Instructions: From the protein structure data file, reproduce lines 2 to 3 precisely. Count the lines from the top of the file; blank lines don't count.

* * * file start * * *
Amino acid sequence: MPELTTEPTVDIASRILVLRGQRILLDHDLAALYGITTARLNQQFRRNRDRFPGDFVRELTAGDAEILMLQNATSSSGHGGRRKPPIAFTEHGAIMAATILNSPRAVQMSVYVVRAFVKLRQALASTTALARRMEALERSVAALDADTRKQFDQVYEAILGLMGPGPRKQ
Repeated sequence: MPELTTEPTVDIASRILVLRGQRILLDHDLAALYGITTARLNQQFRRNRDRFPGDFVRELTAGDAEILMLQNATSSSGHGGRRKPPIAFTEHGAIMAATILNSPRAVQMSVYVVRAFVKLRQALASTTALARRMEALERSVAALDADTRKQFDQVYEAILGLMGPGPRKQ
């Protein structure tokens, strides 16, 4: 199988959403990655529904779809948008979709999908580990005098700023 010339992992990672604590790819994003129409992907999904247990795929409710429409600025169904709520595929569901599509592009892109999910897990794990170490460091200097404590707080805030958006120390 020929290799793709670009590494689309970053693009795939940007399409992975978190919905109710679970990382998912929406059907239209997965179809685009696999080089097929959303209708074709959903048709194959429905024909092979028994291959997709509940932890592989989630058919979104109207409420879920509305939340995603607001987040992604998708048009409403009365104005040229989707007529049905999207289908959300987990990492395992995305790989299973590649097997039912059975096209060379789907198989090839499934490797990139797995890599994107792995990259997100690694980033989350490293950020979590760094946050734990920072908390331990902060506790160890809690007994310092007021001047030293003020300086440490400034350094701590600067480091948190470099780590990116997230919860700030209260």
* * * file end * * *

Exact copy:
Repeated sequence: MPELTTEPTVDIASRILVLRGQRILLDHDLAALYGITTARLNQQFRRNRDRFPGDFVRELTAGDAEILMLQNATSSSGHGGRRKPPIAFTEHGAIMAATILNSPRAVQMSVYVVRAFVKLRQALASTTALARRMEALERSVAALDADTRKQFDQVYEAILGLMGPGPRKQ
């Protein structure tokens, strides 16, 4: 199988959403990655529904779809948008979709999908580990005098700023 010339992992990672604590790819994003129409992907999904247990795929409710429409600025169904709520595929569901599509592009892109999910897990794990170490460091200097404590707080805030958006120390 020929290799793709670009590494689309970053693009795939940007399409992975978190919905109710679970990382998912929406059907239209997965179809685009696999080089097929959303209708074709959903048709194959429905024909092979028994291959997709509940932890592989989630058919979104109207409420879920509305939340995603607001987040992604998708048009409403009365104005040229989707007529049905999207289908959300987990990492395992995305790989299973590649097997039912059975096209060379789907198989090839499934490797990139797995890599994107792995990259997100690694980033989350490293950020979590760094946050734990920072908390331990902060506790160890809690007994310092007021001047030293003020300086440490400034350094701590600067480091948190470099780590990116997230919860700030209260």